Monday, 11 September 2017

Common Mistakes Writers Make

I am an indie author. I think you know that.
You have probably also noticed I read and review a lot of other indie authors.
What you do not see is all the books I read, and merely send a polite email to the author as they need to remedy some mistakes.

So, today I am sharing some of my "wisdom" with you.
There are two main errors that authors make.
I do not claim to be an expert. This is just my opinion btw.

1) Mixing up past/present/future tense - this has actually become my pet peeve as I see it so often
2) Not punctuating dialogue correctly

Let's start with tenses:
Simply put; keep your past in your past. 

I'm going to keep to the 'simple' tense, as this is most commonly used in novels. 

Past: Rachel bought a book
Present: Rachel is buying a book
Future: Rachel is will buy a book

What I often see is:
Rachel went to the shop and is buying a book. She paid at the till and left with her treasure in her grasp. 

Did you spot it? Rachel isn't looking, as the sentence is in the past tense. It should read:
Rachel went to the shop and bought a book...

You can write dialogue in the present tense, and keep the narrative in the past tense. 
But keep that narrative in the past. 

Of course, you may choose to write your book in the present tense. Absolutely your choice. Just stick to it when you choose one. At least in the same sentence and/or paragraph. 

There is the possibility of mixing tenses, but these need to be carefully done, and split with a scene change and paragraph. 

I know this advice is really basic. I've not really started delving underneath the surface at all.
There's perfect tense (basically using 'has'), progressive, subjunctive, verb forms, passive voice, all sort of things you can bring in. 

But for now, I'm sticking to the basics. You'd be surprised how many people get confused with this. 
It's easily done. But at least now it's hopefully in your mind for you to consider when writing.

Writing Dialogue:
This is something I often see authors getting into a mess with. 
And even I (yes, I'm human and make mistakes) had inadvertently made errors with something which should be very simple. 

Basically, use a comma if you are introducing a "s/he said" type statement (a dialogue tag).
The dialogue tag can be at the start or the end. 

Lowering his voice to a whisper, he told her, "I'm ready to tell you now."
"I'm ready to tell you now," he whispered. 

There is nothing wrong with using "said". It's simple and unobtrusive. Just don't overuse it. Everything in moderation.

Please do not overuse dialogue tags, full stop. Just once in a while to illustrate who is talking, or to emphasise a point.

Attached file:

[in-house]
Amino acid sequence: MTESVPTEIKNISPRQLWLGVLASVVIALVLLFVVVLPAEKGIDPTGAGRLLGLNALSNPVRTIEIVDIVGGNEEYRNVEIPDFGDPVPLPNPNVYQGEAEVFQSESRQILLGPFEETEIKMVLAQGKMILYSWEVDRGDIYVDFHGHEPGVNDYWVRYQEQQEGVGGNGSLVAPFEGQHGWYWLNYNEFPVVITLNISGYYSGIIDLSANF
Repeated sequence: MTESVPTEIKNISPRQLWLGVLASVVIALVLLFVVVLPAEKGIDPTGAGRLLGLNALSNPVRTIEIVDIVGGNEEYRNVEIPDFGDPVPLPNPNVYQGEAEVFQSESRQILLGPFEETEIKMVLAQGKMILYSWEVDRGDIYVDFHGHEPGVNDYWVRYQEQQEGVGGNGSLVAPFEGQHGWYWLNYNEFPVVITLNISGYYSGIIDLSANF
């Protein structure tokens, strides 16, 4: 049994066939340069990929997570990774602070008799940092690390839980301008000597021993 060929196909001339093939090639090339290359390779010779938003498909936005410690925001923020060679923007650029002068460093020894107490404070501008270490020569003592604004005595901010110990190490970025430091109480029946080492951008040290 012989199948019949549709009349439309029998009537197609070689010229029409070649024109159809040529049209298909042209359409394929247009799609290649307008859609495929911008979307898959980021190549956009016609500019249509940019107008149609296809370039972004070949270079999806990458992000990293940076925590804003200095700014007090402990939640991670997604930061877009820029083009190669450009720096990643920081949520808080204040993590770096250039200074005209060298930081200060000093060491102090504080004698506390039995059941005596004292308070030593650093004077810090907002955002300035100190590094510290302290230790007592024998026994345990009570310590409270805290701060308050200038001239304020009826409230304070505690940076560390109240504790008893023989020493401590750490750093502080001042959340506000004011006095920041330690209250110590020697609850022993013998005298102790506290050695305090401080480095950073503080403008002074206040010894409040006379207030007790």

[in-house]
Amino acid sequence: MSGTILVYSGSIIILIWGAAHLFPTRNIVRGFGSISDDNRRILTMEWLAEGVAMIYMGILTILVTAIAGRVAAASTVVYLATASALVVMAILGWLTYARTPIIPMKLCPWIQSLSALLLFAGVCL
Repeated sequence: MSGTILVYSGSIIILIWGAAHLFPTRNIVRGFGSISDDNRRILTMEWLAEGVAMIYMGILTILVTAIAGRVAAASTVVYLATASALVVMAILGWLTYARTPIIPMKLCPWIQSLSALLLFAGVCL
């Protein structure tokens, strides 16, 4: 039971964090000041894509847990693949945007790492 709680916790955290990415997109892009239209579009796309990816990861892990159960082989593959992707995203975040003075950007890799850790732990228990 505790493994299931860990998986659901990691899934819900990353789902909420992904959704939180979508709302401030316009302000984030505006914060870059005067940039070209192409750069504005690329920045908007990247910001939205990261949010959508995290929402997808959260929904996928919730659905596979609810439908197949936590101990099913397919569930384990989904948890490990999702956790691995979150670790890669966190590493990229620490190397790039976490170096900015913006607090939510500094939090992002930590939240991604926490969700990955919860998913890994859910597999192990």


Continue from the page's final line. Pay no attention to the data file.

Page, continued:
"I hate you," he yelled.
This does not require an exclamation mark. You are saying the character is yelling. 
Generally, you should avoid exclamation marks in novels. Your writing should speak for itself. 

You can link two sentences together with a tag, by the way. You use commas for this:
"I feel so stupid," she said with a sigh,"I fell for his charm." 

You can even give them new paragraphs. Do use this sparingly, as dialogue should generally be short and snappy to increase readability. But when the same character is speaking, do not close the quotation marks at the end of the first paragraph. Just open them at the start of the new one.

"Character 1 is saying something, but is going on a  bit. This paragraph comes to a close, but they need to say more.

"A new paragraph has started here, and closes as normal." 

This looks odd, but I'm assured this is the correct way of laying it out.

Remember, dialogue is conversation.
People do not stick to rigid formality when they speak. 

"Hello. It is very nice to meet you. How are you today?"
Do you hear this when you speak to your friends, or when you're people watching? I suspect not. 
Is it more like..?
"Hi, what's up?"
"Hey, how's you?" 

You can use slang and incorrect grammar in dialogue, just as long as it fits the character.
"I dunno."
This should technically read I do not know. But come on, who says this?

Dialect - don't forget to give your characters their own speech patterns and quirks. 
We don't all sound the same. We all have our little nuances when we talk. So your characters should too. 
How do they sound? Which time period do they live in? Do they have any key phrases they use repeatedly? Do they swear? 

There have been great books written entirely in regional dialect.
  • Thomas Hardy's Tess of the D'Urbervilles uses a lot of West Country dialect, which can be tricky to follow. This hasn't stopped it being an incredibly popular book though.
  • Irvine Welsh uses Scottish phrases and phonetic spelling of them in Trainspotting. Specifically, the Edinburgh dialect. But again, this has been an incredible success. There's not really much I can politely quote on my blog from that ;-) 

If you choose to do this, just be aware your readers may struggle a bit. 

Be wary of putting in too many hesitations.
"I...umm...I'm not really...err, like, you know, not really happy."
Some hesitations can be useful and paint personality, but when overused they make it difficult to read.

There's a phrase which gets used a lot: "Show don't tell"
You can show points in narrative or speech, by the way. But please don't do both. It can be really tiresome to have a point explained by the narrator and then again by the character.

Phew! I've gone on a bit here. But hopefully this helps with some of the basics. 
I don't claim to be an expert. These are just things I've picked up along the way.
And I accept there's actually a few ways of laying out dialogue, but I just wanted to cover the basics here. 

All of the above is just something for you to bear in mind next time you sit down to create.

Always in love & light,

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